Right-To-Left Content in RSS

One of the difficulties in dealing with international content, is the complication of right-to-left writing systems. There are essentially two main issues that need to be dealt with: initialisation of the base directionality, which is necessary for the Unicode Bidirectional Algorithm to function correctly; and the right-alignment of paragraphs, with elements like tables and lists appropriately reversed.

The first part can be achieved, with reasonable effort, using RLE (U+202B) and PDF (U+202C) control codes; the second part is more complicated. Ideally you would wrap your content in an HTML div element with the dir attribute set to "rtl", taking care of both directionality and alignment in one step. Unfortunately that isn’t a viable option for RSS 0.91 and 1.0 feeds, neither of which allow markup in the description element.⁠1

One solution that has been proposed, is the addition of a dir attribute to RSS itself.⁠2 On encountering such an attribute an aggregator would know to align the content appropriately. However, there is very little chance of that idea making it into an official specification: RSS 2.0 is frozen and can’t be updated; RSS 0.91 has essentially been superseded by 2.0; and the RSS-DEV WG stopped working on RSS 1.0 a long time ago.

The end result is that there are a good deal of RSS feeds out there, containing right-to-left content, with no indication to aggregators how that content ought to be rendered.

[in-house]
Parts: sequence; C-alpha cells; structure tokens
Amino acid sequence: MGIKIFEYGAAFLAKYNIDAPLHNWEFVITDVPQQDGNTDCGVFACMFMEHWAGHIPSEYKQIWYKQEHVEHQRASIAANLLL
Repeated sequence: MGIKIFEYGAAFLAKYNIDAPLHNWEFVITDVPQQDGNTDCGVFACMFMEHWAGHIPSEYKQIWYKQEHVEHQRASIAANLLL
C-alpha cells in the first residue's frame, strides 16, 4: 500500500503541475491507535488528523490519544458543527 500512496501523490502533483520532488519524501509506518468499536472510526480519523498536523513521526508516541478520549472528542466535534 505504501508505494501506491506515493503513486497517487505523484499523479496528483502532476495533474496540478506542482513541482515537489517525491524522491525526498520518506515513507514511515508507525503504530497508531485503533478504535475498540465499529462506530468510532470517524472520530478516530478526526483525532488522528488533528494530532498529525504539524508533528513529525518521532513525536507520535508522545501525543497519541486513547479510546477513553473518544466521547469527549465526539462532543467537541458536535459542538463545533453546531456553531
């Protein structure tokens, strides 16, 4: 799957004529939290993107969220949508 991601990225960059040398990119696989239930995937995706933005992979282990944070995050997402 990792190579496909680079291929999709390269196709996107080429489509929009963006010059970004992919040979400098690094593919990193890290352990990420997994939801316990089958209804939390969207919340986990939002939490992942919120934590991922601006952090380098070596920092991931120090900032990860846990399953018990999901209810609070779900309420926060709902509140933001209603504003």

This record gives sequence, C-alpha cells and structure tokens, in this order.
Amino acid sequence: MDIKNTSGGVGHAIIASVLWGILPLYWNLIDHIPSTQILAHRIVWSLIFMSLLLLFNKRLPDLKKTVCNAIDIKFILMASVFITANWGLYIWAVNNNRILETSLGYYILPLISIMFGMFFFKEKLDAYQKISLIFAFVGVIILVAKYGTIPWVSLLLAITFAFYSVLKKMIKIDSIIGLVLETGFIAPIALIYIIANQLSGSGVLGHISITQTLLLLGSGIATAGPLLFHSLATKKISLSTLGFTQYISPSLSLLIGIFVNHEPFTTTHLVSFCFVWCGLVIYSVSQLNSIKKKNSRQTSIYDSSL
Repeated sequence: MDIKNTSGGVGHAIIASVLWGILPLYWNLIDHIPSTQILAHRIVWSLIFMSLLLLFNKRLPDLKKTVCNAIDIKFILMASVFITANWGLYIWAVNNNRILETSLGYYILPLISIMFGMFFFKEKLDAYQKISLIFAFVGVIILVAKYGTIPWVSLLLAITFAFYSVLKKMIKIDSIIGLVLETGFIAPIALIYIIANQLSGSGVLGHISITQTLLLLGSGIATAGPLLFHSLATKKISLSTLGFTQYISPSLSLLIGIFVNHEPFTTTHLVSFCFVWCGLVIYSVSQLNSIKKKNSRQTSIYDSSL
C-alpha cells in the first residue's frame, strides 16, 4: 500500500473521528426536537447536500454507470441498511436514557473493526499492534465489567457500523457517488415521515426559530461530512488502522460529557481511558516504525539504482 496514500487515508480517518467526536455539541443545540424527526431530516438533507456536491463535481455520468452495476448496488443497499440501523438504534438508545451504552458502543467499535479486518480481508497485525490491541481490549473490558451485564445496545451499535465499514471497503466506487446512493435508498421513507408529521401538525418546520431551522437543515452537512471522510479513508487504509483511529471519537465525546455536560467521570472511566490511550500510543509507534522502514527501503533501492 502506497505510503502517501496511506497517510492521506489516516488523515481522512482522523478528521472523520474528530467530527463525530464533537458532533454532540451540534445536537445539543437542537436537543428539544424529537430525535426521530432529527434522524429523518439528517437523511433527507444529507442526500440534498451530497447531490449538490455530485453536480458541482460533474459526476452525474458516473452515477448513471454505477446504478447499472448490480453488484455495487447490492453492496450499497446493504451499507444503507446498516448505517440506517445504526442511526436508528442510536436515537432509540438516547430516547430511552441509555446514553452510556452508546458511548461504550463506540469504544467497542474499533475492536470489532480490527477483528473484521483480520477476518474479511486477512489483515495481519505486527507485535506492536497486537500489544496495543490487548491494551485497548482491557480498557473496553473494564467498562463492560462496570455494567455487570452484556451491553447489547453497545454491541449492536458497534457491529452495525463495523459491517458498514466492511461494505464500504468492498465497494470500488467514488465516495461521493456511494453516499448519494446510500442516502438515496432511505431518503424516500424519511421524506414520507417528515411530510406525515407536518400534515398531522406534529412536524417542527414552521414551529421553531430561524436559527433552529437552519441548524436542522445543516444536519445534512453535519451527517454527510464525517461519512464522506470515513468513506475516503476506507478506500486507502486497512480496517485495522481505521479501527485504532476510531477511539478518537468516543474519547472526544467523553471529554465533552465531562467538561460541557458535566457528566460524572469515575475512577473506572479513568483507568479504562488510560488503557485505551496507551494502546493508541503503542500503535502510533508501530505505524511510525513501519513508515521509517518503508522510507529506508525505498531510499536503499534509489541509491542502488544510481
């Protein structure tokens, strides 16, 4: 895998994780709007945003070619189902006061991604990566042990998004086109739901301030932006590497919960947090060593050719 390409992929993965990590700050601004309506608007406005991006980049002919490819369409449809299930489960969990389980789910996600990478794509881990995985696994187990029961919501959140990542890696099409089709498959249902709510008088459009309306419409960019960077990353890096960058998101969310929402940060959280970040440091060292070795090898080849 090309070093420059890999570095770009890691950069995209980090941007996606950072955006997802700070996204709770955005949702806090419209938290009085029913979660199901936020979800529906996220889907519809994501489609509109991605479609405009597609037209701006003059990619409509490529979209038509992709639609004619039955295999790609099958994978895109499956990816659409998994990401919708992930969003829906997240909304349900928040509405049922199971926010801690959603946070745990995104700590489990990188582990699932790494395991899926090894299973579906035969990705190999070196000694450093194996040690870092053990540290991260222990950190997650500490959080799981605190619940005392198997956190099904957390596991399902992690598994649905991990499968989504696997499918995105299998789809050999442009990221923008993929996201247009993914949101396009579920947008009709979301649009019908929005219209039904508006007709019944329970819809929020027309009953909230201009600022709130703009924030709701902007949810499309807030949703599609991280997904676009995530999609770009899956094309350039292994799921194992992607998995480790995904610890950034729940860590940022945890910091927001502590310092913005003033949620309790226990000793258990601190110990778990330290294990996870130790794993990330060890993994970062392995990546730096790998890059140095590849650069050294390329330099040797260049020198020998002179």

In an effort to determine how best to cope with such feeds, I put together a couple of tests to see what other aggregators were doing. It turns out, not very much. Most would position the content correctly if it used markup in the description to set the directionality, but there were several aggregators that couldn’t even manage that successfully.

IE7 used the RSS language element to trigger a right-to-left layout for the entire feed,⁠3 but I don’t think that’s such a great idea. Even when that information is accurate, it’s of no use with a language like Azerbaijani that uses multiple scripts with different directions; or feeds that have a mixture of entries in different languages.

Arabic Snarfer Screenshot

So what is the answer?

For Snarfer we decided that the most practical solution would be to try and detect the directionality of the content ourselves. If it appeared to be using a right-to-left script, we would wrap it in a div with an appropriate dir attribute before passing it on to the HTML renderer.

The algorithm we use looks something like this:

  1. Initialise a counter to zero.
  2. Look at the first n characters of the content with markup stripped.
  3. If a character is from an RTL script,⁠4 increment the counter by one.
  4. If a character is from an LTR script,⁠5 decrement the counter by one.
  5. Once n characters have been processed, if the counter is positive, the content is considered to be RTL.

Of course it’s not difficult to imagine a situation in which this algorithm would fail, but for the most part it performs remarkably well. If nothing else, it’s a good deal better than any of the current alternatives.


  1. Even some RSS 2.0 feeds would consider this impractical, since many still use the 0.91 content model, which limits their description elements to plain text.
  2. This was one of the issues discussed by Ian Forrester at Xtech 2005.
  3. According to Robert Sayre, Firefox will most likely implement something similar in a future release.
  4. Essentially character types R and AN.
  5. Only character type L (not EN).